A new study published in JAMA Neurology reports that treatment with selective serotonin reuptake inhibitors (SSRIs) and antidepressants in general with strong inhibition of serotonin reuptake is associated with a greater risk of intracranial hemorrhage.
SSRIs have been previously linked to an increase in intracranial hemorrhage, however, whether antidepressants that are strong inhibitors of serotonin reuptake actually raise the risk for intracranial hemorrhage is still unknown.
Researchers from the Jewish General Hospital and McGill University set out to evaluate the risk for intracranial hemorrhage with the use of SSRIs vs. tricyclic antidepressants (TCAs) among new users. Risk was assessed based on the relative affinity of the antidepressant for the serotonin transporter and to assess whether concomitant antithrombotics altered the risk. They performed a population-based cohort study from January 1, 1995 to June 30, 2014. Using a nested case-control method, each case of a first intracranial hemorrhage identified during follow-up was matched with up to 30 control individuals.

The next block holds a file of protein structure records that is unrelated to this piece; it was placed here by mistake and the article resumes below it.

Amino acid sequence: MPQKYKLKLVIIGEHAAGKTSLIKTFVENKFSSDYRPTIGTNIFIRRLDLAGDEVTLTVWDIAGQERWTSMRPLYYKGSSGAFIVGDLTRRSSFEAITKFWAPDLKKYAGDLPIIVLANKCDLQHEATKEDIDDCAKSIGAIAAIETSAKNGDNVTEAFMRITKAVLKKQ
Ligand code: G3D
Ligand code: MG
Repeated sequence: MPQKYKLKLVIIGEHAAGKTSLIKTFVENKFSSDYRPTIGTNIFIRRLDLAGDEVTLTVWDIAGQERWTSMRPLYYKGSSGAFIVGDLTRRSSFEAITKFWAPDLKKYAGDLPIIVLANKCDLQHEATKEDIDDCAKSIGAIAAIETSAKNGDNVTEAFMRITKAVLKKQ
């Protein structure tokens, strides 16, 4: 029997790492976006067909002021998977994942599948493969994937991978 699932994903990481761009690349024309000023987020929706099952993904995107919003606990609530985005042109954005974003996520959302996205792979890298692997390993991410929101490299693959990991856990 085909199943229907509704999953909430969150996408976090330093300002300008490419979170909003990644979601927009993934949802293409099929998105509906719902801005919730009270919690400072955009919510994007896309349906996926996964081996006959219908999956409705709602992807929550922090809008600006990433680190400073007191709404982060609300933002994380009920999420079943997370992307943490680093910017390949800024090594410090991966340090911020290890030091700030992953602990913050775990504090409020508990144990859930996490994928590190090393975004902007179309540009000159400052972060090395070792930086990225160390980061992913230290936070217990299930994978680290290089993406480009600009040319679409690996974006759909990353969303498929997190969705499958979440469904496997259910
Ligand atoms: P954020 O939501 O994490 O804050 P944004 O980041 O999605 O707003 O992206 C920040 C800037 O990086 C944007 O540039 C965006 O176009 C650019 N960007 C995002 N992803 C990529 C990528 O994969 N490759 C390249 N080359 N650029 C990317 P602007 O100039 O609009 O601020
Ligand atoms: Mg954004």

The study’s main outcome was the incidence rate ratios (RRs) of intracranial hemorrhage stratified by current use of SSRIs vs. TCAs as well as strong vs. weak serotonin reuptake inhibitors.
The cohort included 1,363,990 incident users of antidepressants of which the majority (63.2%) were female. A total of 3,036 cases of intracranial hemorrhage were identified during the follow-up period and were matched to 89,702 controls.
The study found that current SSRI use was associated with a higher risk for intracranial hemorrhage (RR 1.17, 95% CI: 1.02–1.35) vs. TCAs, with highest risk during the first 30 days of use (RR 1.44, 95% CI: 1.04–1.99). The risk for intracranial hemorrhage was 25% higher with the use of strong inhibitors (RR 1.25, 95% CI: 1.01–1.54) and was at the highest during the first 30 days of use (RR 1.68, 95% CI: 0.90–3.12). Moreover, the risk was much greater with concomitant anticoagulants (RR 1.73, 95% CI: 0.89–3.39).
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